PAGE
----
As I see it, the decisions that games can call on players to make can all be classified into three types (borrowing my language here from military history):

  1. Strategic decisions: big-picture plans. You think things through, you consider how best to approach either a situation before you or the game as a whole, and you decide how you’re going to set things up according to your big concepts of how the game works.
  2. Tactical decisions: reactions. As soon as the game (or your opponent, in a PvP scenario) starts making choices back at you, you shift from the strategic mode of overarching plans to the tactical mode of figuring out what you’re going to do with the situation in the current moment. Tactics are the on-the-fly decisions you make about how to adapt your strategy to stimuli the game presents.
  3. Logistical decisions: button pushing. In military terms, logistics is the mundane and nitty-gritty organization of troop movements, maintenance, and supply in support of the broader, thinkier maneuvers. In gaming terms, I consider the logistical decisions to be, similarly, the fine-tuned physical work you do to actually enact your strategies and tactics: for video games, it means actually pushing the buttons. Where strategy and tactics are mental exercises, logistics in gaming is purely physical. And that’s not to cast it negatively—after all, many a great action game and shooter rely on the successful execution of bunches of logistical decisions (read: pushing a lot of buttons accurately) for most of their challenge and reward.

Different games aim for different modes of decision making. Action video games are heavy on logistical challenges, moderate to light on tactical ones, and require virtually no strategy. The first Final Fantasy, by contrast, presents big strategic hurdles that it asks you to navigate by way of a lot of tactical decisions, but is pointedly of very little logistical interest at all. (Later Final Fantasies skew more towards the tactical than the strategic, I think, but that’s a topic for another day.) In that way, Final Fantasy is like a board game: prioritizing tricky questions of strategy and tactics while leaving logistics largely by the wayside. Also, have I told you you should play board games? Because you should play board games.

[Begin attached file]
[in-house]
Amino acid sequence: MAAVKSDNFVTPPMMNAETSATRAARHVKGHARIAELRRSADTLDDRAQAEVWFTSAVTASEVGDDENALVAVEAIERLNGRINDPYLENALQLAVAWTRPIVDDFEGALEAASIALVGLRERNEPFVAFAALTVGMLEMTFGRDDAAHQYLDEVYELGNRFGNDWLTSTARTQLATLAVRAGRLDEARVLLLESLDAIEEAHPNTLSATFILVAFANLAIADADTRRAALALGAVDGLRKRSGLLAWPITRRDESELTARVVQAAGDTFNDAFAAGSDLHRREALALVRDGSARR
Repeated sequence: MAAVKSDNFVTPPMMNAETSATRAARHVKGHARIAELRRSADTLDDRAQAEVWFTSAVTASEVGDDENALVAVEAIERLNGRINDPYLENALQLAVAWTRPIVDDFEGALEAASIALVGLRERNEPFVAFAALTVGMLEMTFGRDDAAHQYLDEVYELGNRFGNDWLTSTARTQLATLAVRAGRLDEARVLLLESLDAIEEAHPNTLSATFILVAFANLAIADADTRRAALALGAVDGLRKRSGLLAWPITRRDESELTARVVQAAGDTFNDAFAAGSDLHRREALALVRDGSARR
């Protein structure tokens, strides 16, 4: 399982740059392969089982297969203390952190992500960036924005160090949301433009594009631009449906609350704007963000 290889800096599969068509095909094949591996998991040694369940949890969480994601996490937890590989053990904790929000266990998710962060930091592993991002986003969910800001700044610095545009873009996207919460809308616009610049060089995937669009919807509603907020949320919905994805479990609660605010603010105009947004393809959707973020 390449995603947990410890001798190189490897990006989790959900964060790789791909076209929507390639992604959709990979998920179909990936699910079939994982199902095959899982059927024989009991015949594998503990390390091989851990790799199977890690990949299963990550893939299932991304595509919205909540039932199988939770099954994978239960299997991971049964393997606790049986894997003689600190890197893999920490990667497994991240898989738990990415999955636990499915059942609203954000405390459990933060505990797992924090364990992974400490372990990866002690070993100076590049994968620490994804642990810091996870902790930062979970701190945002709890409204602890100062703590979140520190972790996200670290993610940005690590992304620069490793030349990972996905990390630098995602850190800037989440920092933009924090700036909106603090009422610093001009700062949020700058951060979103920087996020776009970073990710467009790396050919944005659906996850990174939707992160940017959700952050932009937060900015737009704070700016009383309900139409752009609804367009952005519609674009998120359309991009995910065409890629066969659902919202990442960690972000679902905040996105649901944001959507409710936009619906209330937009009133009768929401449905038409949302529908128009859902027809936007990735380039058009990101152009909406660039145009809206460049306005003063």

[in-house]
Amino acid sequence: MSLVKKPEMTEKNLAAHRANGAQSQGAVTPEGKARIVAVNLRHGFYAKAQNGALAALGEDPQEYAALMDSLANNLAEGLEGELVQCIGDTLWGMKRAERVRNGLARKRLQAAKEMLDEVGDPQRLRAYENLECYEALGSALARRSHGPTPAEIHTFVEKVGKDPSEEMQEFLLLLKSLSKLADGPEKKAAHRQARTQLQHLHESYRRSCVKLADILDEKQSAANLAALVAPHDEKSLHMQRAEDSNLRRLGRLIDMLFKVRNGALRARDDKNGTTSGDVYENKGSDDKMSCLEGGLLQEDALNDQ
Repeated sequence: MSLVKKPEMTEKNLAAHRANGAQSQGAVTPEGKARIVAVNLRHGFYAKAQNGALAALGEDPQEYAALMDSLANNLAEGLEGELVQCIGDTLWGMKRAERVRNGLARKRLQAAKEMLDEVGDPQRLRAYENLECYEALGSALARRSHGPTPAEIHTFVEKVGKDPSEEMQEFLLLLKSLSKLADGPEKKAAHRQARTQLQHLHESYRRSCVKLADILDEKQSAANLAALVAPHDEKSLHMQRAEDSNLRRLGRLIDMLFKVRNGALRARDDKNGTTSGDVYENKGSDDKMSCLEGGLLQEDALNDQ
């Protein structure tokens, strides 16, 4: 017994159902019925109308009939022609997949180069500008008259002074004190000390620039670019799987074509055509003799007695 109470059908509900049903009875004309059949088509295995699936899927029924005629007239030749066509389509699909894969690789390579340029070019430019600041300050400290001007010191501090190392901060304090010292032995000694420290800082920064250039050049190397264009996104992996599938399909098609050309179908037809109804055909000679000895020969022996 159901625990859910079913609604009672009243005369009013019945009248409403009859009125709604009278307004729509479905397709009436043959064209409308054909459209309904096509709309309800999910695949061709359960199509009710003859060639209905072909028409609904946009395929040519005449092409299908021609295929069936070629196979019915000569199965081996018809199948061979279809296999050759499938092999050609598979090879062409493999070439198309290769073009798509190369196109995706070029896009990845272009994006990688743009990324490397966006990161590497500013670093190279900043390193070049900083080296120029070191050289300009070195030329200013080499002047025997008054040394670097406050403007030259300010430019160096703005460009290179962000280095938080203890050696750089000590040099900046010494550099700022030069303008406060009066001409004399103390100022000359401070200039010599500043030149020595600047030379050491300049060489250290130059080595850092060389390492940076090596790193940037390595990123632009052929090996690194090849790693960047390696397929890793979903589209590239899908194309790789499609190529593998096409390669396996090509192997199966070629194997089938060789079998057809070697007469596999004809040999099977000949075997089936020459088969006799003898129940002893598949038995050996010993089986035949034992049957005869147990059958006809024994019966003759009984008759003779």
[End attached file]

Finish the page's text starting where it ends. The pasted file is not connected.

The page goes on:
Anyway, that in mind, let’s turn back to Fire Emblem. SD&BoL is primarily a game of tactics. I know, I know, everybody calls it a “strategy” RPG, but if you look at the meat of what you’re doing, you’re fielding an army and then reacting to the red soldiers’ movements across a series of turns. As the battle evolves, so do your decisions about how to commit your units. That’s tactics, and it’s the vast majority of what you’re doing in Fire Emblem. Logistics, on the other hand, are far out of the spotlight: there’s no time pressure to input your button presses, and most of the time, if you get them wrong, you can back up a menu and reverse them. You can’t avoid making logistical decisions—progress inevitably involves pressing buttons—but the interesting decisions are decidedly not the logistical ones.

So Fire Emblem is heavy on tactics and light on logistics. That leaves one more element of the gameplay, and that’s where permadeath comes in. In most of Fire Emblem, strategic considerations end on Turn 1 of a given chapter. Which characters you pick for the chapter, how you equip them, and where you field them are all strategic decisions, and how you move them on your first turn is too—but after that, the enemy moves, and reaction mode begins. In some cases stuff happens even before your first turn that puts you into tactical gear even earlier. This in mind, there’s not much strategic consideration that occurs during most of a chapter.